Dr Johnston still hopes this won’t happen, and what we have left can be preserved. The country that we are now, he says, and our perception of it, our social norms, and even some of the political divisions that still linger hundreds of years later – it’s been a long evolution and it’s often been driven at key moments by conflict and battle. He quotes Churchill: battles are punctuation marks in our national story. They matter. They should be saved.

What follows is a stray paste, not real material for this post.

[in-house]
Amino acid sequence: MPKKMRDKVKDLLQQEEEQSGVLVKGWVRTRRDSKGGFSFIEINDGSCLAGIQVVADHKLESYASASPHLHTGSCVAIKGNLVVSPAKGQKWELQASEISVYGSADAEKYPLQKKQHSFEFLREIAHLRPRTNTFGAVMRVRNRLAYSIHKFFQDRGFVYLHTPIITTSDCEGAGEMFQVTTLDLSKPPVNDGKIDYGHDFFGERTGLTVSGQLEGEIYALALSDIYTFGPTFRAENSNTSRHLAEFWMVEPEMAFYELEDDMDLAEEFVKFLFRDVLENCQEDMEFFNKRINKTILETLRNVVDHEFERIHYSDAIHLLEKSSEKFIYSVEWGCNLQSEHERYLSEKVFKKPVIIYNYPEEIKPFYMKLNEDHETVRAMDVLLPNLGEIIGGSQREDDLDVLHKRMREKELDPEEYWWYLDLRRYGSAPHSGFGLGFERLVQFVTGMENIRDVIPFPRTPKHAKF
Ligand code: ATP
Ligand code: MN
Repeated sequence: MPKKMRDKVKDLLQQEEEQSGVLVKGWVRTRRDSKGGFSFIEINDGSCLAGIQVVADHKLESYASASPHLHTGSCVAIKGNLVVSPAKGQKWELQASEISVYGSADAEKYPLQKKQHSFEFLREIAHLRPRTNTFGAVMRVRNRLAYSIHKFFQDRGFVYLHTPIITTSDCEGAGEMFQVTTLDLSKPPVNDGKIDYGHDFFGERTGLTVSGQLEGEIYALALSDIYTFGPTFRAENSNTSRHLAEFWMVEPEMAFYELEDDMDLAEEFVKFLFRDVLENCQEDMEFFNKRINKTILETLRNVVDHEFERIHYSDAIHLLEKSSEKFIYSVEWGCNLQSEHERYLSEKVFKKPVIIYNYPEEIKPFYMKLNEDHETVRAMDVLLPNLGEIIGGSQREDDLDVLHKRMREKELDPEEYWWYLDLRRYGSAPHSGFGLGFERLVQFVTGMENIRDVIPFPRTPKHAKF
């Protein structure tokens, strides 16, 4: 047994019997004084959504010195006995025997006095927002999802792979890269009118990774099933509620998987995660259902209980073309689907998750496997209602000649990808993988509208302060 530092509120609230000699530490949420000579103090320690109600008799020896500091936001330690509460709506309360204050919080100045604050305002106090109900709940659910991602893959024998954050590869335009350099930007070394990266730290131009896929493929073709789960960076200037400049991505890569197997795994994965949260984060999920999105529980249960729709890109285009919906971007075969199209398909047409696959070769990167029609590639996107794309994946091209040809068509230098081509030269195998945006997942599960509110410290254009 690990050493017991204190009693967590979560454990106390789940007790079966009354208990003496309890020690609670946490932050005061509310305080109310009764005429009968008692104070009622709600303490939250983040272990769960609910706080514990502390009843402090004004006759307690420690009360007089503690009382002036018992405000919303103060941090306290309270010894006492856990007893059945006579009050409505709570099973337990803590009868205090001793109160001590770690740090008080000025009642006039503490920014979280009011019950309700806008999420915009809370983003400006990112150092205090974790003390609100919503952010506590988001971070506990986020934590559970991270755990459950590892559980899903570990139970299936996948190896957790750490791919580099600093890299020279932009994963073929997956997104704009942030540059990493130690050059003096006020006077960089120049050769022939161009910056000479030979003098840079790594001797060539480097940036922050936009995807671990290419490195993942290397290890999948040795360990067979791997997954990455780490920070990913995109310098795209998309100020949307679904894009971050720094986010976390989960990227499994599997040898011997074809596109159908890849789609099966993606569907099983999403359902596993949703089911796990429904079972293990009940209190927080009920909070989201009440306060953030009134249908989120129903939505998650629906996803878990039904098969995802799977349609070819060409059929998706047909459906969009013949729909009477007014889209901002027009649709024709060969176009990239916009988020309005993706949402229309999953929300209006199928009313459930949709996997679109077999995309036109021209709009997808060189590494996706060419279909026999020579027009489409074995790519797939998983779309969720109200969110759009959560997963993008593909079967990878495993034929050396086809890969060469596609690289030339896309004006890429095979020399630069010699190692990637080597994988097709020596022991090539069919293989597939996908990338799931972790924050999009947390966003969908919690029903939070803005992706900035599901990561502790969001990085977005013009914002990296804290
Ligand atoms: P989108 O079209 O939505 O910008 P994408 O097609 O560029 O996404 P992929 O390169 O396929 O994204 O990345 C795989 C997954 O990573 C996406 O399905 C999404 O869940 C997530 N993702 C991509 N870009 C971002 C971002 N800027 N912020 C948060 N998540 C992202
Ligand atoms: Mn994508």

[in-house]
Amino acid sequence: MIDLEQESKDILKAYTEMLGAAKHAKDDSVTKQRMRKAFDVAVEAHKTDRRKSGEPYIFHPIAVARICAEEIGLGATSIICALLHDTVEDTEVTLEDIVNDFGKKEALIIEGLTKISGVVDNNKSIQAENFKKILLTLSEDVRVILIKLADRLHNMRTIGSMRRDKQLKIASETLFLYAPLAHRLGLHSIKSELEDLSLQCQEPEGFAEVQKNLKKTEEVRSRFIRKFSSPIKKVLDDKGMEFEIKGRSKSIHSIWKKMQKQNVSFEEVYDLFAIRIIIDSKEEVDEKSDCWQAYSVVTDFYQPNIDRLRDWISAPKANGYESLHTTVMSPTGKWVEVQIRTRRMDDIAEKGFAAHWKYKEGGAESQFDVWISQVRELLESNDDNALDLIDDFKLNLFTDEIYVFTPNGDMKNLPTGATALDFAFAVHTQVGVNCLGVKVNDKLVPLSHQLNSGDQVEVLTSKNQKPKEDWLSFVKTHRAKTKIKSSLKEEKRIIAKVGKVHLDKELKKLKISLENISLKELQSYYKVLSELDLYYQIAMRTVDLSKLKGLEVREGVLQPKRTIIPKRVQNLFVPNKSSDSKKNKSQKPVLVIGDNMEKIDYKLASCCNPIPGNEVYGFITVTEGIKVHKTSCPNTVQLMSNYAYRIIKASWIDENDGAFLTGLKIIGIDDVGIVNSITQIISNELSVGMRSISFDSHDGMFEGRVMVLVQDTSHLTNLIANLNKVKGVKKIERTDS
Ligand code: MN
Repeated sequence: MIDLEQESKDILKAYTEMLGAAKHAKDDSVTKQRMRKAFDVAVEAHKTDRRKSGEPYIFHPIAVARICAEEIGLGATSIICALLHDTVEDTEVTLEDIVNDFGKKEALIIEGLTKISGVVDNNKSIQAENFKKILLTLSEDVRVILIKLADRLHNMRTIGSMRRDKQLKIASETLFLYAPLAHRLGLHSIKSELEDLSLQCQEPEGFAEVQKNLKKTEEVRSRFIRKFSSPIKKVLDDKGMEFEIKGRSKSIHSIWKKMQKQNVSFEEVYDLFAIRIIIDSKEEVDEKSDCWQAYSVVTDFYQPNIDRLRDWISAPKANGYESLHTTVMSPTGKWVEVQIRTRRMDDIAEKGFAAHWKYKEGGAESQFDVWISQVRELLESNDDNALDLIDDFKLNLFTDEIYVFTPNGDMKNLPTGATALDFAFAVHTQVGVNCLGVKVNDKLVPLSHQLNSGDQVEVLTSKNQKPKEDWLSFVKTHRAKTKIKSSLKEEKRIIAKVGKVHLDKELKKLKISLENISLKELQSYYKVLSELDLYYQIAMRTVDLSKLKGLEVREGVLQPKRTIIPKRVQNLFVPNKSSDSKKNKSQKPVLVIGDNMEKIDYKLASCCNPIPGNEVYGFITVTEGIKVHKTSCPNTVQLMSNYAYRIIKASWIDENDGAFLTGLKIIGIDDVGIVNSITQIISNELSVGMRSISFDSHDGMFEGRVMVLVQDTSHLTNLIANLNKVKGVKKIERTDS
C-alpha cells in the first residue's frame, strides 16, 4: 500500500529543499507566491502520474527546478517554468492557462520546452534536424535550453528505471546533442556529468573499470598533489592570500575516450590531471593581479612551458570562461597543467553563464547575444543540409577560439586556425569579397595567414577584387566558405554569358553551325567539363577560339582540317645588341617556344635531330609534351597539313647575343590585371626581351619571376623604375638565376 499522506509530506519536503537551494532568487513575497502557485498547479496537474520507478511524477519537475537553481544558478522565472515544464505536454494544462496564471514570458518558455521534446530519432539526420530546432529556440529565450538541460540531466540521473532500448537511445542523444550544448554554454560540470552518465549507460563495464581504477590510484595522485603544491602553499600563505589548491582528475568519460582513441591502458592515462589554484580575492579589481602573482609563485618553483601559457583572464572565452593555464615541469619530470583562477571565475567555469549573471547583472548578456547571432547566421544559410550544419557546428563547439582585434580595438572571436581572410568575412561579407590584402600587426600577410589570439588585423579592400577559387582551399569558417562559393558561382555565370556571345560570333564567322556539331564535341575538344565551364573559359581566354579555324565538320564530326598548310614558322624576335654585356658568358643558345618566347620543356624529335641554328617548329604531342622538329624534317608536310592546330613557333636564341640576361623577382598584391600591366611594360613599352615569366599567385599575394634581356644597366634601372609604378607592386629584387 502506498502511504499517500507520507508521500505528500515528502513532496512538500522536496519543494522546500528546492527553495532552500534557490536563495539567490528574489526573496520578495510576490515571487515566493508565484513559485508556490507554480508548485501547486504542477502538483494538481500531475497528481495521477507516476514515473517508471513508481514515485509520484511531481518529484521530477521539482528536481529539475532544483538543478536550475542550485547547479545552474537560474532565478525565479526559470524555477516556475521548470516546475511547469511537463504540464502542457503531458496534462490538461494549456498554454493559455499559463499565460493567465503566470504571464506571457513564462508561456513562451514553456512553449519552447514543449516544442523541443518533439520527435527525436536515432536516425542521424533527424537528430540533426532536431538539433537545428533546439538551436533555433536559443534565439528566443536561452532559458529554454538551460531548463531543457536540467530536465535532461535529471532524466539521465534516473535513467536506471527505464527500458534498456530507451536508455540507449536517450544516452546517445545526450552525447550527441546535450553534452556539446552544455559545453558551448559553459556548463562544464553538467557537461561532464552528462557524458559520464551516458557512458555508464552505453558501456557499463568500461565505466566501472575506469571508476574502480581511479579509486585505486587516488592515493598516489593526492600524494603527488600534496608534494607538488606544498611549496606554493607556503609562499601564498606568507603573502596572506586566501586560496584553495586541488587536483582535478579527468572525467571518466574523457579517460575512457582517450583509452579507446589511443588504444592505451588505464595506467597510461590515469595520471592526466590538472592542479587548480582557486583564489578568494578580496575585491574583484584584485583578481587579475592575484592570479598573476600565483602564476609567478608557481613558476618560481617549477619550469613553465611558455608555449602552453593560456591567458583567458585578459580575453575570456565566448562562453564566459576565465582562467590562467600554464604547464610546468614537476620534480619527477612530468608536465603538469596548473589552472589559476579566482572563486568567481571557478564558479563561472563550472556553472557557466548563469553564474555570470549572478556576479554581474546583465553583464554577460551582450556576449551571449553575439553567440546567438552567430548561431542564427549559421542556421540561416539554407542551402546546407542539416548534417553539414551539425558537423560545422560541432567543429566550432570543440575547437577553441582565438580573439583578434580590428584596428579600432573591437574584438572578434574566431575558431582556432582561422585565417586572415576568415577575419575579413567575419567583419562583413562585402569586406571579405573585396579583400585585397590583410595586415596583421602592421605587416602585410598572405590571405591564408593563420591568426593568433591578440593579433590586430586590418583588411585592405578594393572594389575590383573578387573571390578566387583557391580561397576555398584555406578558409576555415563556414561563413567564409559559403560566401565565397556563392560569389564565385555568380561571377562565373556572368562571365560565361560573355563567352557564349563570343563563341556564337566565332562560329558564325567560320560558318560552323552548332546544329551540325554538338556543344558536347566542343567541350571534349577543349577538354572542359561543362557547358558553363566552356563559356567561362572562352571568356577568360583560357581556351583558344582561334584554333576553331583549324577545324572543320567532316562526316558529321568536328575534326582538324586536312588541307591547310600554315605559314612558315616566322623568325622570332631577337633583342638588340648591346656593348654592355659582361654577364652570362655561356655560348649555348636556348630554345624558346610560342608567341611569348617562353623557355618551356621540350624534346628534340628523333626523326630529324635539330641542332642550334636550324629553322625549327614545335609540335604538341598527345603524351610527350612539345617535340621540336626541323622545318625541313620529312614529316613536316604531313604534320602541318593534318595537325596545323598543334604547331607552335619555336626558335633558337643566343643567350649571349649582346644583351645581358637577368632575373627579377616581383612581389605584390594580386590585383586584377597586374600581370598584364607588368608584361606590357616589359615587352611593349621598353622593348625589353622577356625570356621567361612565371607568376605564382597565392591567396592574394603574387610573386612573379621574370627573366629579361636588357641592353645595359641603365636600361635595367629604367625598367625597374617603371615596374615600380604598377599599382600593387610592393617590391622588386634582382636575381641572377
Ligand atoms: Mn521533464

As for how to win the battle to save them, Dr Johnston says further development of Scotland’s battlefields will only be prevented and controlled if the rules are changed and changed quickly.

'It’s not about saying we are drawing a line around a landscape and it must stay as it was in 1547 or whatever,' he says. 'It’s about taking a sensitive approach to our landscapes – the landscape is important and if you take it away, it’s no different from saying I’ve just knocked down a castle. We’ve got an obligation to the past,' he says, 'but we’ve got an obligation to the future too.'

Published Date: December 3rd 2019